Critter

Critter will look at your source code and generate type safe criteria builders for each model object. To use it, you simply need to add a plugin to your maven pom:

<plugin>
    <groupId>dev.morphia.critter</groupId>
    <artifactId>critter-maven</artifactId>
    <version>4.2.0-SNAPSHOT</version>
    <executions>
        <execution>
            <id>critter</id>
            <goals>
                <goal>generate</goal>
            </goals>
            <configuration>
                <force>false</force>
                <criteriaPackage>com.bob.bar</criteriaPackage>
            </configuration>
        </execution>
    </executions>
</plugin>

This will generate your criteria classes in target/generated-sources/critter and add the directory as a source directory of your maven project.

If you use gradle, you would configure your file like so (using the kotlin dsl):

plugins {
    id("dev.morphia.critter") version "4.2.0-SNAPSHOT"
}


tasks {
    critter {
        force = true
        outputType = "java"
    }
}

This will generate your criteria classes in build/generated-src/critter and add the directory as a source directory of your gradle project.

criteriaPackage If the criteriaPackage option is omitted, the code will be generated using the package of your entities with .criteria appended. If a value is given, every criteria generated will live in the named package.

force

This defaults to false but if it’s set to true, critter will always regenerate your criteria classes.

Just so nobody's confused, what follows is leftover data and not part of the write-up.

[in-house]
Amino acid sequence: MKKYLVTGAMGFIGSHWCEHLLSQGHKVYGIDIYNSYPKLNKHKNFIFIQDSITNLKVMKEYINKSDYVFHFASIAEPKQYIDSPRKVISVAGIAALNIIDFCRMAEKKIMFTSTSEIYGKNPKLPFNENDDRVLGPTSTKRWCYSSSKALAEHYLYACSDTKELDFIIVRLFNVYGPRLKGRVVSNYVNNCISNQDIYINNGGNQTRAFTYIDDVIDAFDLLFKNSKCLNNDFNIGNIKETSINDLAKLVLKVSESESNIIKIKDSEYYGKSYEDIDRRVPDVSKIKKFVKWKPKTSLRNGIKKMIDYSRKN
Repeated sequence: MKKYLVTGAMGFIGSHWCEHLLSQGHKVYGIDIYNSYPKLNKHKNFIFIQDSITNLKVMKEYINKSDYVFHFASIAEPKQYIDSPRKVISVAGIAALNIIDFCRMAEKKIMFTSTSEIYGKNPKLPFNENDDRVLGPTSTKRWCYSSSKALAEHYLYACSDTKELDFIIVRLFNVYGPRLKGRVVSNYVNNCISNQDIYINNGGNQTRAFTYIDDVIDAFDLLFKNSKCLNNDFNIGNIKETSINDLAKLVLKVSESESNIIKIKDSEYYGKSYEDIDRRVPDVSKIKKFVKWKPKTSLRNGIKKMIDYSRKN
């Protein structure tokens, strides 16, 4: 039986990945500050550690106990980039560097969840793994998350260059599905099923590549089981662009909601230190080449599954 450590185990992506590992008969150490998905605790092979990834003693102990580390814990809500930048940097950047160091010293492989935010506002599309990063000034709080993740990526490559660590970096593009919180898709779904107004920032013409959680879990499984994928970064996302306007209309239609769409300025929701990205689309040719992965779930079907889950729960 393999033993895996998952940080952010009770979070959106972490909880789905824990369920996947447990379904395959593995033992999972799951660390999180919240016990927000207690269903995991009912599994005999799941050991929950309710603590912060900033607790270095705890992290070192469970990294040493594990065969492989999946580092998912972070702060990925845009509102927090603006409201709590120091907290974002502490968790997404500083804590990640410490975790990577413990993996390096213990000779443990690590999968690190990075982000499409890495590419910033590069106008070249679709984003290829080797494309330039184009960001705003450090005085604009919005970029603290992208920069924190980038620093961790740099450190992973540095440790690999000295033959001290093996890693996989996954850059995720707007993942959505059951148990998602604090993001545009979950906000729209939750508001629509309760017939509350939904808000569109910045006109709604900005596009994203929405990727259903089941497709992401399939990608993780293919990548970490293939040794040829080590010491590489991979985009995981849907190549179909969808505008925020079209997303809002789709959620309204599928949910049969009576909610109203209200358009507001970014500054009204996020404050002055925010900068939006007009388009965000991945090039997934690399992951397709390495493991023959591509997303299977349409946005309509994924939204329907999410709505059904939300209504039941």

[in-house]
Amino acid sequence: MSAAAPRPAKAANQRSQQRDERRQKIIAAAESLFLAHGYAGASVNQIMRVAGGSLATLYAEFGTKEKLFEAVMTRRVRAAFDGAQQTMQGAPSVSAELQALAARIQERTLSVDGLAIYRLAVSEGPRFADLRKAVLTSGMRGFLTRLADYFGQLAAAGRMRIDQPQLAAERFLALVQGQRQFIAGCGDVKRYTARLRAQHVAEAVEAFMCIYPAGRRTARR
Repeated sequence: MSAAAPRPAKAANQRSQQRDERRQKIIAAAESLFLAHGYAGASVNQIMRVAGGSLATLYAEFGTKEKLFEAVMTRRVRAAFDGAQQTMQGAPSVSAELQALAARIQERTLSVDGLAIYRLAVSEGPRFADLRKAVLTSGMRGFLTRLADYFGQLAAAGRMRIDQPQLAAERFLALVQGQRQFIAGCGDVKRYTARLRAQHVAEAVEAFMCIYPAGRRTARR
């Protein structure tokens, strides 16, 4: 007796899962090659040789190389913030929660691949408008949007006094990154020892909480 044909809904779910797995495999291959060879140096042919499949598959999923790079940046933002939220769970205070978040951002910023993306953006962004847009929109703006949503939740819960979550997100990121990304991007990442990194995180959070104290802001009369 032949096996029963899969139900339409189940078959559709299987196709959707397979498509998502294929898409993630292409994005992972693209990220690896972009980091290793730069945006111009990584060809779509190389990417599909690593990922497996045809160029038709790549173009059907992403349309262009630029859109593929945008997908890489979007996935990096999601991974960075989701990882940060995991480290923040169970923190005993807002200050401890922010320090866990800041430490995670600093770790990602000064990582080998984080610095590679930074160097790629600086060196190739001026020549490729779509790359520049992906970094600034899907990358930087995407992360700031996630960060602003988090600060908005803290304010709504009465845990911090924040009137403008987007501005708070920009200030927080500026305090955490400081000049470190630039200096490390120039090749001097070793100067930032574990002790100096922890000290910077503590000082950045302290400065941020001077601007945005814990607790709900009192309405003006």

outputType

This defaults to kotlin but also accepts java as well. Setting this changes the language used in the generated criteria classes.

Critter requires Morphia 2.0.0 and is built for Java 11.

What difference does it make?

Before critter, your criteria might look something like this:

Query<Book> query = ds.find(Book.class)
    .filter(and(
        eq("bookmark",bookmark),
        eq("database",database)));

But using critter, it would look like this:

Query<Book> query = ds.find(Book.class)
    .filter(and(
        Person.bookmark().eq(bookmark),
        Person.database().eq(database)));

Notice how bookmark() and database() methods were created based on the model object Book’s fields. The comparison methods you’re familiar with from Morphia’s filters API are all there but now only take the type of the field itself. With this code in place if the model object changes, the code above runs the risk of failing to compile allowing you to catch model/query conflicts at compile time rather than waiting for things to fail at runtime (or in your tests if you’re lucky enough to have those).

You can see a working example in the [tests](https://github.com/MorphiaOrg/critter/tree/master/tests).

IDEA Users

IDEA users will need to enable the plugin registry in the maven configuration options for IDEA to pick up the plugin.

Issues and support

Please check here if you find an issue or need help.